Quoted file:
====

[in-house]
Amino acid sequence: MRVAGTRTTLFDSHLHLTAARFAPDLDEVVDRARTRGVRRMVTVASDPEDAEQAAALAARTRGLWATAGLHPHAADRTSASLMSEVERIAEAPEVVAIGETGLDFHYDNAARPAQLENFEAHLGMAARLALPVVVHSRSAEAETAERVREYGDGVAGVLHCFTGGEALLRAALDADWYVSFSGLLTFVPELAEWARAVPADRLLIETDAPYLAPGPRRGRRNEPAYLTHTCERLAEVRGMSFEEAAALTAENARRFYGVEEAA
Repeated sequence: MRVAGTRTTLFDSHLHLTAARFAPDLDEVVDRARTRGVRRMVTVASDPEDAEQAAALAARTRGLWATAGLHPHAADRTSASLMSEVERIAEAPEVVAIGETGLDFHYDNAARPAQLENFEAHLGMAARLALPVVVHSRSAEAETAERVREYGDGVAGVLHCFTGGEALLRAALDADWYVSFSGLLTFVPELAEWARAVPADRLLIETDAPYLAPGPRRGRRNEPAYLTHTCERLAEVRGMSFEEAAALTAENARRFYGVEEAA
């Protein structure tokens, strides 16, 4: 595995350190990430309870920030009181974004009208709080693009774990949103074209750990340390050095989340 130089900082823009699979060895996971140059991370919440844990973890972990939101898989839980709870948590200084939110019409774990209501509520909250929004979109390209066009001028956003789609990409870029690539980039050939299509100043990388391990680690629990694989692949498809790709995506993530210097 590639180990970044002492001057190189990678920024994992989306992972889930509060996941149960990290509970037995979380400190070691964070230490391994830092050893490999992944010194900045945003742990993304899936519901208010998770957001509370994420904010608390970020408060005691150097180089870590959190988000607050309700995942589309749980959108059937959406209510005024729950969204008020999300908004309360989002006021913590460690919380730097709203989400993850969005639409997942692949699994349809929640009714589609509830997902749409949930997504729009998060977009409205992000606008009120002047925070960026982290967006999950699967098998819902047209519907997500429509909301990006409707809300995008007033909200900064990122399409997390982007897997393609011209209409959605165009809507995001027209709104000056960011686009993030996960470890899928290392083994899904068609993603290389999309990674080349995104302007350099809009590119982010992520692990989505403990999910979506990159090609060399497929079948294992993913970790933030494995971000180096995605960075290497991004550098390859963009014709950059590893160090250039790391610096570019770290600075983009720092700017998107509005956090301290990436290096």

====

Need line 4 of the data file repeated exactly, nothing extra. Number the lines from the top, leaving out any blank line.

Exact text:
């Protein structure tokens, strides 16, 4: 595995350190990430309870920030009181974004009208709080693009774990949103074209750990340390050095989340 130089900082823009699979060895996971140059991370919440844990973890972990939101898989839980709870948590200084939110019409774990209501509520909250929004979109390209066009001028956003789609990409870029690539980039050939299509100043990388391990680690629990694989692949498809790709995506993530210097 590639180990970044002492001057190189990678920024994992989306992972889930509060996941149960990290509970037995979380400190070691964070230490391994830092050893490999992944010194900045945003742990993304899936519901208010998770957001509370994420904010608390970020408060005691150097180089870590959190988000607050309700995942589309749980959108059937959406209510005024729950969204008020999300908004309360989002006021913590460690919380730097709203989400993850969005639409997942692949699994349809929640009714589609509830997902749409949930997504729009998060977009409205992000606008009120002047925070960026982290967006999950699967098998819902047209519907997500429509909301990006409707809300995008007033909200900064990122399409997390982007897997393609011209209409959605165009809507995001027209709104000056960011686009993030996960470890899928290392083994899904068609993603290389999309990674080349995104302007350099809009590119982010992520692990989505403990999910979506990159090609060399497929079948294992993913970790933030494995971000180096995605960075290497991004550098390859963009014709950059590893160090250039790391610096570019770290600075983009720092700017998107509005956090301290990436290096």